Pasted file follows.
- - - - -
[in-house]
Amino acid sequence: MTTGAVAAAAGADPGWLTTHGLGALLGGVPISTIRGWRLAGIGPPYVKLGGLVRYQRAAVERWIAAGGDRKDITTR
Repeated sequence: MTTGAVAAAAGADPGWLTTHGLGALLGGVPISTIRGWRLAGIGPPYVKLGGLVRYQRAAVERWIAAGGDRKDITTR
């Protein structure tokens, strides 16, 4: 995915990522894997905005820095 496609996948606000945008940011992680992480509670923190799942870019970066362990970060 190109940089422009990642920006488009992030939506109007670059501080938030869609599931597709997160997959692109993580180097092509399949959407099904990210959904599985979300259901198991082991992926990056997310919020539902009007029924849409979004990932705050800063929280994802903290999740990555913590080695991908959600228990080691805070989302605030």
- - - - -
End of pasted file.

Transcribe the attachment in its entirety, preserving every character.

[in-house]
Amino acid sequence: MTTGAVAAAAGADPGWLTTHGLGALLGGVPISTIRGWRLAGIGPPYVKLGGLVRYQRAAVERWIAAGGDRKDITTR
Repeated sequence: MTTGAVAAAAGADPGWLTTHGLGALLGGVPISTIRGWRLAGIGPPYVKLGGLVRYQRAAVERWIAAGGDRKDITTR
């Protein structure tokens, strides 16, 4: 995915990522894997905005820095 496609996948606000945008940011992680992480509670923190799942870019970066362990970060 190109940089422009990642920006488009992030939506109007670059501080938030869609599931597709997160997959692109993580180097092509399949959407099904990210959904599985979300259901198991082991992926990056997310919020539902009007029924849409979004990932705050800063929280994802903290999740990555913590080695991908959600228990080691805070989302605030």